Patent attorney ROSIE HARDY explains the thinking behind a newly patented braking system that delivers safety improvements and more

It is not unusual for innovation-led rail businesses to invest millions of pounds each year in developing new products and services for their customers. To make this investment worthwhile, most businesses then pursue patent protection to ring fence their inventions.

One such company is the Wabtec Corporation – a US-owned rail engineering business with a number of business units located in the UK. The multinational has recently reported that it has more than 1,475 active patents worldwide.

Patents have a life span of up to 20 years. This valuable monopoly effectively gives the patent owner a period of exclusivity during which they can establish a market for their innovation

For inventions that have commercial potential in a number of different countries, it is common for businesses to obtain a family of patents around the world. Wabtec has followed this strategy by obtaining a family of patents for its parking brake innovation. This family includes European Patent 2,109,560, which provides protection in the UK and other European countries. The European patent protects a parking brake assembly for making rail vehicle braking systems more secure.

The innovation
Generally, rail vehicle braking systems use fluid pressure to apply brake shoes against the wheels. In this case, the parking brake assembly includes a fluid-pressureactivated actuator that is connected to a push rod as part of the brake rigging. The actuator includes a novel ratchet and holding pawl mechanism. In response to a reduction in fluid pressure, the holding pawl rotates in a specific rotational direction to engage the ratchet teeth and effectively lock the push rod in position; preventing the brakes from being released inadvertently. However, in response to the increase in fluid pressure, the holding pawl is also able to rotate in a different direction in order to disengage the ratchet teeth so that the push rod is free to move, allowing the brake rigging to be released.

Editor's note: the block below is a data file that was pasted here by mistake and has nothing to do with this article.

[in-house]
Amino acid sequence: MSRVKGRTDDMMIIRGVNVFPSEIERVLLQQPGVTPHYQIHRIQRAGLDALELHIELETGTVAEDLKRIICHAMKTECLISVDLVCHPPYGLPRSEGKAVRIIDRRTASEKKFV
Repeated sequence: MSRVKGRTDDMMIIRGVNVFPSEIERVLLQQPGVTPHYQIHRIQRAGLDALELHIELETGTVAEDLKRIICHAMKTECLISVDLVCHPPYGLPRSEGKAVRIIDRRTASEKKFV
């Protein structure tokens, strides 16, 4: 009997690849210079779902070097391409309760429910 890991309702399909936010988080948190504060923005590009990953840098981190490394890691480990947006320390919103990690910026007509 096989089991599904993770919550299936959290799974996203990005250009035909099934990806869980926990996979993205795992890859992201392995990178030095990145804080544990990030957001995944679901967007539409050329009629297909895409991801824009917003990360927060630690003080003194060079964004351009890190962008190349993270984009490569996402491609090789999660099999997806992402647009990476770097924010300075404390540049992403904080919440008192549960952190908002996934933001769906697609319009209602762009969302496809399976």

Crucially, the assembly protected by the European patent, is able to maintain a parking brake in the applied position even when the supply of fluid pressure is discontinued. By virtue of being automatically activated upon the loss of fluid pressure, the parking brake assembly is able to eliminate the possibility of operator error in applying the parking brake. This technology also allows the parking brake to be released manually if the fluid pressure is restored. To enhance its market appeal, the system can be retrofitted and used in combination with many existing hand-operated braking systems.

Without patent protection, Wabtec understands that its parking brake innovation could be freely copied by a competitor. As a result, any value the company might have expected to leverage from its R&D investment would be lost.

The improved parking brake technology is a step forward in rail safety and European Patent 2,109,560 is an example of how patent protection is relevant and worthwhile. Patent protection is not limited to revolutionary innovation or reserved for innovators of a certain size – it safeguards research and development and has a business-enhancing effect.

Rosie HardyRosie Hardy is a patent attorney at leading European intellectual property firm Withers & Rogers